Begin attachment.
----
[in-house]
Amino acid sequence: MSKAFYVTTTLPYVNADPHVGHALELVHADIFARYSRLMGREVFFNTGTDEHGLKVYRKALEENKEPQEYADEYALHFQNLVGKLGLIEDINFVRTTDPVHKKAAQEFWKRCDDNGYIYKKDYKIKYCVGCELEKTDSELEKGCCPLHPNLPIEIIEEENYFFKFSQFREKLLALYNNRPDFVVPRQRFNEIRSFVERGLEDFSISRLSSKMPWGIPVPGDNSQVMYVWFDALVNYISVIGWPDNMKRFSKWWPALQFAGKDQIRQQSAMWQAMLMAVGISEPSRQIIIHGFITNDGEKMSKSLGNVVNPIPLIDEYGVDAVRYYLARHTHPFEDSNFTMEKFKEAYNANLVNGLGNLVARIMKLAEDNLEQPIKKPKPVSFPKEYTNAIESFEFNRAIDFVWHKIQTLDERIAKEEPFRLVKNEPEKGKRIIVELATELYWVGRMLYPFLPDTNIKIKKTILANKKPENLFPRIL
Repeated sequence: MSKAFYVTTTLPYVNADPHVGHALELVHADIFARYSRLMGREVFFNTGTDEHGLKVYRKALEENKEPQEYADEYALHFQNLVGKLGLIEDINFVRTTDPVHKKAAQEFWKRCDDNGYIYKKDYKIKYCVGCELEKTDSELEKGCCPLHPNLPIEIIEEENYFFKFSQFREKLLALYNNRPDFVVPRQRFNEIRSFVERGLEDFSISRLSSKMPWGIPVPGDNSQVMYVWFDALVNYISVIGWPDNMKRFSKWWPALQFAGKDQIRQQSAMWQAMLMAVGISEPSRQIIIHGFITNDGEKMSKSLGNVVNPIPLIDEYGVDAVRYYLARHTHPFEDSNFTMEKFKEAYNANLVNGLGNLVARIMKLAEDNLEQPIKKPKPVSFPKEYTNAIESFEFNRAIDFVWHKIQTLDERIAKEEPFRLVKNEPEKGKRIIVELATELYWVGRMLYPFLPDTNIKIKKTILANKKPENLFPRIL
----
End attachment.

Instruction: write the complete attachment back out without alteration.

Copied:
[in-house]
Amino acid sequence: MSKAFYVTTTLPYVNADPHVGHALELVHADIFARYSRLMGREVFFNTGTDEHGLKVYRKALEENKEPQEYADEYALHFQNLVGKLGLIEDINFVRTTDPVHKKAAQEFWKRCDDNGYIYKKDYKIKYCVGCELEKTDSELEKGCCPLHPNLPIEIIEEENYFFKFSQFREKLLALYNNRPDFVVPRQRFNEIRSFVERGLEDFSISRLSSKMPWGIPVPGDNSQVMYVWFDALVNYISVIGWPDNMKRFSKWWPALQFAGKDQIRQQSAMWQAMLMAVGISEPSRQIIIHGFITNDGEKMSKSLGNVVNPIPLIDEYGVDAVRYYLARHTHPFEDSNFTMEKFKEAYNANLVNGLGNLVARIMKLAEDNLEQPIKKPKPVSFPKEYTNAIESFEFNRAIDFVWHKIQTLDERIAKEEPFRLVKNEPEKGKRIIVELATELYWVGRMLYPFLPDTNIKIKKTILANKKPENLFPRIL
Repeated sequence: MSKAFYVTTTLPYVNADPHVGHALELVHADIFARYSRLMGREVFFNTGTDEHGLKVYRKALEENKEPQEYADEYALHFQNLVGKLGLIEDINFVRTTDPVHKKAAQEFWKRCDDNGYIYKKDYKIKYCVGCELEKTDSELEKGCCPLHPNLPIEIIEEENYFFKFSQFREKLLALYNNRPDFVVPRQRFNEIRSFVERGLEDFSISRLSSKMPWGIPVPGDNSQVMYVWFDALVNYISVIGWPDNMKRFSKWWPALQFAGKDQIRQQSAMWQAMLMAVGISEPSRQIIIHGFITNDGEKMSKSLGNVVNPIPLIDEYGVDAVRYYLARHTHPFEDSNFTMEKFKEAYNANLVNGLGNLVARIMKLAEDNLEQPIKKPKPVSFPKEYTNAIESFEFNRAIDFVWHKIQTLDERIAKEEPFRLVKNEPEKGKRIIVELATELYWVGRMLYPFLPDTNIKIKKTILANKKPENLFPRIL